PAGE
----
After several days of this, the two dejected men went back to Charlie’s house to regroup. There, Charlie’s neighbor was out in the yard, washing her carriage.

“Hey honey,” Charlie said to her. “My business deal fell through. Got some time on my hands. What say we go out and have a bite to eat?”

“Sorry Charlie,” said the maiden. “I’m exhausted. I didn’t get a wink of sleep last night. I think there was a pea under my mattress.”

“Did you try maybe reading anything?” asked Charlie. “Wait a sec, didn’t sleep a wink?”

Yes, Charlie had figured it out. This really was a princess. The real thing. The girl that would get the million gold crickles and all the titles of her realm. Before you could say, “greedy no good,” Charlie had taken the girl to meet the king.

“Oh Darling,” said the king giving his daughter a hug. “here’s a million gold crickles, minus thirty percent for taxes, plus your choice of any man in the kingdom.”

“Wow!” said the princess. “Any man in the kingdom?” She smiled, looking over at her escort and his friend Clyde. “Oh Clyde, will you be mine?”

“For keeps!” said Clyde.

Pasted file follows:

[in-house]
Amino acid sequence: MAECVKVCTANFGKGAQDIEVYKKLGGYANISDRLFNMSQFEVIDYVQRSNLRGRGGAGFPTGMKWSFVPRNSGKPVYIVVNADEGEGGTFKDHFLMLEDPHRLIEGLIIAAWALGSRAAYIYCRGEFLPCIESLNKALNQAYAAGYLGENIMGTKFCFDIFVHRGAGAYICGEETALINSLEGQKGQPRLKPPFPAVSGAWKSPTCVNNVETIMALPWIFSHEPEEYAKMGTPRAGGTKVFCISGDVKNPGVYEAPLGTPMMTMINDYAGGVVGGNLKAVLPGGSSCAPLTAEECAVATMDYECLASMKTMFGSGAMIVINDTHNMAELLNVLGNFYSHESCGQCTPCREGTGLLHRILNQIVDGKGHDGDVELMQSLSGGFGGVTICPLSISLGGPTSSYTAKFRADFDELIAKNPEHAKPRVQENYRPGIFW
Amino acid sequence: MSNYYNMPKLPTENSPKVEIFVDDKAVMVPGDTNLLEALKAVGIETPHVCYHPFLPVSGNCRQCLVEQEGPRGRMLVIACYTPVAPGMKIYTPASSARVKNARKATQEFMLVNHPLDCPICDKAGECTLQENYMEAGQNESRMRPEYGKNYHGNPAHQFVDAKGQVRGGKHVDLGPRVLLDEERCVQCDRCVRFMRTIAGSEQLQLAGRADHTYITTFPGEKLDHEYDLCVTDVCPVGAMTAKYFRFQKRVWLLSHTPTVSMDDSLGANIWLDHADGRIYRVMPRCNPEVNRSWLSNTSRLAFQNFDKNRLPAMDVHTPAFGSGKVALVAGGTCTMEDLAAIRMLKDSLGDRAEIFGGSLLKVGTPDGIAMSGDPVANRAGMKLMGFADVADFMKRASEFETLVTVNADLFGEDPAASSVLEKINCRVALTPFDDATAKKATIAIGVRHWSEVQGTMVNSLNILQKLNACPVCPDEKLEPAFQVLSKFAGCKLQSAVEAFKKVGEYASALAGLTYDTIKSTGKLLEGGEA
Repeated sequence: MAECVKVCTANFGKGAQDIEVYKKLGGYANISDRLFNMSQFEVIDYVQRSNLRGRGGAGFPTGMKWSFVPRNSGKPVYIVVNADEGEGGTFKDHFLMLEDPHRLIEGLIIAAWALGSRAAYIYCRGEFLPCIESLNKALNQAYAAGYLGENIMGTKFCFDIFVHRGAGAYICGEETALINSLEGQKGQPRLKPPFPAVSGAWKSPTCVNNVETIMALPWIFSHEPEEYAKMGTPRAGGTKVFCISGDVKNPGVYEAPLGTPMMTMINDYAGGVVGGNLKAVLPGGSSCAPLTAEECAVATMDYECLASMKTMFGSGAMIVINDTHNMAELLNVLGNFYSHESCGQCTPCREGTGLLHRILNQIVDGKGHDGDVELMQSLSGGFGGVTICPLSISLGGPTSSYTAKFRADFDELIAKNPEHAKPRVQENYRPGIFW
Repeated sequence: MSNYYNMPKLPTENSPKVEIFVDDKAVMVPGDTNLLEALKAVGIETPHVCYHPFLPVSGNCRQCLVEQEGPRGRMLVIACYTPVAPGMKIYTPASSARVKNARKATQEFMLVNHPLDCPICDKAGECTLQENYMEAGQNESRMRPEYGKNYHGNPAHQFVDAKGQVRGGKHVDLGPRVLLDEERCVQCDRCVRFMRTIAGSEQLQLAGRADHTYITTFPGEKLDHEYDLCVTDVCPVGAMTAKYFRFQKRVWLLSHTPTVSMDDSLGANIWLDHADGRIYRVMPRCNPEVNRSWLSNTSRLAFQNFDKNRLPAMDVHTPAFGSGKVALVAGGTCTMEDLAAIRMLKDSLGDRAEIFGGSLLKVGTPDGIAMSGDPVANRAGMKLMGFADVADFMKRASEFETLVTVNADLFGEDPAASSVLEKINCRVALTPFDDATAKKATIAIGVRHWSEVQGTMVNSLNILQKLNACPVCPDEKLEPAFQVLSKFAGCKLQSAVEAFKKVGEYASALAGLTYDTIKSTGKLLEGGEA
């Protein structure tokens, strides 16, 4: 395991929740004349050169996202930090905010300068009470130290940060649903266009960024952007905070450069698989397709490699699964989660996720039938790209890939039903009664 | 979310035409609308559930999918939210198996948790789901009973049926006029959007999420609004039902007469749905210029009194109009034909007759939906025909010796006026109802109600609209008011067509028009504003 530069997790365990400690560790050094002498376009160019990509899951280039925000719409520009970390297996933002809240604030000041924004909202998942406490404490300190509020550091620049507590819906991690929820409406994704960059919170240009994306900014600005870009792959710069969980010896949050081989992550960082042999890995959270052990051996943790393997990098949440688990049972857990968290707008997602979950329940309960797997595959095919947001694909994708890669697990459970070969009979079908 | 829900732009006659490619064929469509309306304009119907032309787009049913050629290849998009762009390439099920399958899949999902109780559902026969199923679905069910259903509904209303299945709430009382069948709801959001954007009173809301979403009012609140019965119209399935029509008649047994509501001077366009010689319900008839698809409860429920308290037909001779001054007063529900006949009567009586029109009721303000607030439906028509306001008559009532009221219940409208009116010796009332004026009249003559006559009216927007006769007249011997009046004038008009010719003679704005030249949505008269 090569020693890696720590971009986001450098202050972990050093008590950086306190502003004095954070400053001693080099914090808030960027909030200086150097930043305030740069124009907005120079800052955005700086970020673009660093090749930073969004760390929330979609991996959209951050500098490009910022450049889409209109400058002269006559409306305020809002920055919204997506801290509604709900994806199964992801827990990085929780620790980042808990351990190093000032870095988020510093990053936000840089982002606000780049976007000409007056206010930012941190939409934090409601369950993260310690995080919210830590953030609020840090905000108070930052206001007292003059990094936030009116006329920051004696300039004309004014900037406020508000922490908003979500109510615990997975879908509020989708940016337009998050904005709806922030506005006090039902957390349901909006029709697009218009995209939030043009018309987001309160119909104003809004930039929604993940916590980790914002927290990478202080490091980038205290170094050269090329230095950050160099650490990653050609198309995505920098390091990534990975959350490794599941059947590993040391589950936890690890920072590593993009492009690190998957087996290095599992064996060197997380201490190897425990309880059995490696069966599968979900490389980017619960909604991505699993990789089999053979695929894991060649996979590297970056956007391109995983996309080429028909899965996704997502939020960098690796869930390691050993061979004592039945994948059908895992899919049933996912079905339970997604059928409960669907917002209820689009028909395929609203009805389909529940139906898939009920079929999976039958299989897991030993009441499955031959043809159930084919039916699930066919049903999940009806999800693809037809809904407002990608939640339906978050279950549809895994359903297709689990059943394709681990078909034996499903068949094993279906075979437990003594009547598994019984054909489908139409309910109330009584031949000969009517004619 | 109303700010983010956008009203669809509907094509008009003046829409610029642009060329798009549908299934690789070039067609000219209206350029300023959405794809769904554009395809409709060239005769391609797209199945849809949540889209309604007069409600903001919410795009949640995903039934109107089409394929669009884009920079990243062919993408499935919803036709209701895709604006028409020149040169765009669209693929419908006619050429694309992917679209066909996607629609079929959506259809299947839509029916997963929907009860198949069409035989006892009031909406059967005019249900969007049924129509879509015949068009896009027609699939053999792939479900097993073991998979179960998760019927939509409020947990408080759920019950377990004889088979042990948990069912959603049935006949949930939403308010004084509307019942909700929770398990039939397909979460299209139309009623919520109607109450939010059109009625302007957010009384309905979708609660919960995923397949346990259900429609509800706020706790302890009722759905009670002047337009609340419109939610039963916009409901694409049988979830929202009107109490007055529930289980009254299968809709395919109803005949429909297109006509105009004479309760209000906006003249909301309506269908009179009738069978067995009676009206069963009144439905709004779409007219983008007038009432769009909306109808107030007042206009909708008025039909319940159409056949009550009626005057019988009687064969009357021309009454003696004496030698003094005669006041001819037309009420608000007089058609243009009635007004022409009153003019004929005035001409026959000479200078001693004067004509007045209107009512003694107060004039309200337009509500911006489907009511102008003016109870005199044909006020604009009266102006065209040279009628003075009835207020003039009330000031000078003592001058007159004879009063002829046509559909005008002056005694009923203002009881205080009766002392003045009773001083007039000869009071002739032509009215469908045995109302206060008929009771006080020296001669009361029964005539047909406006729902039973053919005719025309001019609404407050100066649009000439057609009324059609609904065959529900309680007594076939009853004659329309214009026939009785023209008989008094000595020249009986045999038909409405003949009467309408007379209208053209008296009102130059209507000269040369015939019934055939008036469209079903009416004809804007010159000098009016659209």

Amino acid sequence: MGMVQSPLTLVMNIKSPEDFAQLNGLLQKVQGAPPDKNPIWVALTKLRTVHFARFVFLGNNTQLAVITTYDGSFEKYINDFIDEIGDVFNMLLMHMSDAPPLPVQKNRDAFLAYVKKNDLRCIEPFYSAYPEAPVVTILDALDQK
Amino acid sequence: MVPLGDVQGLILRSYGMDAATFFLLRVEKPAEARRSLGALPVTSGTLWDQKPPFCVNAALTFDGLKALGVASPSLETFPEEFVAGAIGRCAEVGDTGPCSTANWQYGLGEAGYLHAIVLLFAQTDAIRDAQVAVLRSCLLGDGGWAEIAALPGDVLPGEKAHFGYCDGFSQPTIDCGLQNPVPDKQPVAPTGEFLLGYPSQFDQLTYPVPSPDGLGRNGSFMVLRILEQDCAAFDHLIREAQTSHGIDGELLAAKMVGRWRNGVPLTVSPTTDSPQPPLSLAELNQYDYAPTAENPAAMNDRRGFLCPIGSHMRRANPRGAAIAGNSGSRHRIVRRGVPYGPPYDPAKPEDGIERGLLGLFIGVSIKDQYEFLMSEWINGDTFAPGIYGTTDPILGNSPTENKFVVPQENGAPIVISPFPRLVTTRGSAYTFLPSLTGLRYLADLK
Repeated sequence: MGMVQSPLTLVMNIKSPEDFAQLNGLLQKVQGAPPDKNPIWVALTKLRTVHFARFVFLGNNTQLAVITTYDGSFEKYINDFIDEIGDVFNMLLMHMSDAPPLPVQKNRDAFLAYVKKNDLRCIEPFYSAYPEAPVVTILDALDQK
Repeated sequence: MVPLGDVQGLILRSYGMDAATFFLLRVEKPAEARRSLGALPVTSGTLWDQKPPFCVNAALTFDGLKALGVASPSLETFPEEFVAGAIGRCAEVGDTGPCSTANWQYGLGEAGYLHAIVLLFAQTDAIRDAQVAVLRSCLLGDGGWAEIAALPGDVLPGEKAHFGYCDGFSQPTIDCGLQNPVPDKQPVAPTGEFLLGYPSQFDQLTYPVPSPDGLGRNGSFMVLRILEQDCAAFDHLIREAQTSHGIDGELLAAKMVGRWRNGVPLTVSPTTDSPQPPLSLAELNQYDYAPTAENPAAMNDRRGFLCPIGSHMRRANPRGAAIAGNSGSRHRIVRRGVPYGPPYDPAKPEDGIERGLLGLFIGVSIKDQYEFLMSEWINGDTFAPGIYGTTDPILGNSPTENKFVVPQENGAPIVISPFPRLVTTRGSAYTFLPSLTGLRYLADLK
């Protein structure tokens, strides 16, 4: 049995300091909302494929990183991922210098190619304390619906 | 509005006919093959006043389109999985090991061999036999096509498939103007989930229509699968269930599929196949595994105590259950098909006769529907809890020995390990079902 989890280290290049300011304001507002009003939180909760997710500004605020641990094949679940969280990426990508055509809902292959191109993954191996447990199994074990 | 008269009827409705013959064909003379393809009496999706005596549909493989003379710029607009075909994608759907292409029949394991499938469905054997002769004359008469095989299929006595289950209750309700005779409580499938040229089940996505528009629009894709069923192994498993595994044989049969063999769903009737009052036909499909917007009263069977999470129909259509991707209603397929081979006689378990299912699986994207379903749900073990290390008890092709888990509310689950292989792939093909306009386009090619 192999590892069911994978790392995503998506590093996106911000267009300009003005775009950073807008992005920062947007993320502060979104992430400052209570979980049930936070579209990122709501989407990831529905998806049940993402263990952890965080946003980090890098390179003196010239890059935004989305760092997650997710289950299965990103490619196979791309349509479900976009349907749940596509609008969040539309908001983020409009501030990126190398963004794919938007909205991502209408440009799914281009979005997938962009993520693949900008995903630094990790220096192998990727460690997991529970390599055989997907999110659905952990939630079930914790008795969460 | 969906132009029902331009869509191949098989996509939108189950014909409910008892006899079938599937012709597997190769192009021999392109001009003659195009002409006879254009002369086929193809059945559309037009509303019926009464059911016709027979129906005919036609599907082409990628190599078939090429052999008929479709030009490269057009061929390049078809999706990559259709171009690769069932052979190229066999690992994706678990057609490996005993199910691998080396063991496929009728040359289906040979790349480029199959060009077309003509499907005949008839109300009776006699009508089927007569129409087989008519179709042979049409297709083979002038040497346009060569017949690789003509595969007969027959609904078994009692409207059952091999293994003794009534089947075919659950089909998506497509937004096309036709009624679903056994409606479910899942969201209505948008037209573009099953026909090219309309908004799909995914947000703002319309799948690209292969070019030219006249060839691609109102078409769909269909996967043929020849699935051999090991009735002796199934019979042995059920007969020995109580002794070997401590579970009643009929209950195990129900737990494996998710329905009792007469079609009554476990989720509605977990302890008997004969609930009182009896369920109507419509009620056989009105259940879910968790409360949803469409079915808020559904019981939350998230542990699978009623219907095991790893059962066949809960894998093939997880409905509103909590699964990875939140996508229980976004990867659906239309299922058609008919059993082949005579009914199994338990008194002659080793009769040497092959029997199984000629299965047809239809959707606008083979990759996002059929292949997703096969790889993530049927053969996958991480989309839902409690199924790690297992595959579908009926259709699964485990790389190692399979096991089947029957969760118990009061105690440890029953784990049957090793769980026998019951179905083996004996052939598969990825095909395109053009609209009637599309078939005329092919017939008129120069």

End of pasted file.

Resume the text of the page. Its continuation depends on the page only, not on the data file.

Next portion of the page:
That’s the story. The king had his daughter, the princess had her gold and Clyde had the princess and they all lived happily ever after. Ooops, almost all lived happily ever after. Poor Million Laughs Charlie spent the rest of his days unsuccessfully trying to sell fairy tales of the king and his court.

Review for Unit One Test on Fractured Fairy Tales: After Reading the two Stories, Complete the Review:


  1. What is an Inference:__________________________________________

Example question:
The term that BEST describes the personality of both the King and the Queen in each story is

  1. Haughty

  2. Silly

  3. Angry

  4. Unsure




  1. Read the following quotation from the original “Princess and the Pea” text:

“She was in a sad condition; the water trickled down from her hair, and her clothes clung to her body. She said she was a real Princess.”
Based on the Queen’s response to her we can infer:

  1. The girl is beautiful

  2. The girl looks like a princess

  3. The girl does not look like a real princess

  4. The girl looks ugly




  1. Which of the following pieces of textual evidence BEST support that Charlie from the fractured fairy tale is not to be trusted?

A) “Good, I mean, that’s too bad,” said Charlie, rubbing his hands.

B) “Hey King, I’d like to introduce you to your princess.”

C) “I’d love to help on this project.”

D) “What say we go out and have a bite to eat?”


  1. Which of the following pieces of textual evidence DOES NOT SUPPORT that the princess was real in both stories?

A) “I have scarcely closed my eyes the whole night through.”

B) “I didn’t get a wink of sleep last night.”

C) “These high heels are killin’ me.”

D)” It has hurt me so much!"


  1. Based on the following quote, what can you infer?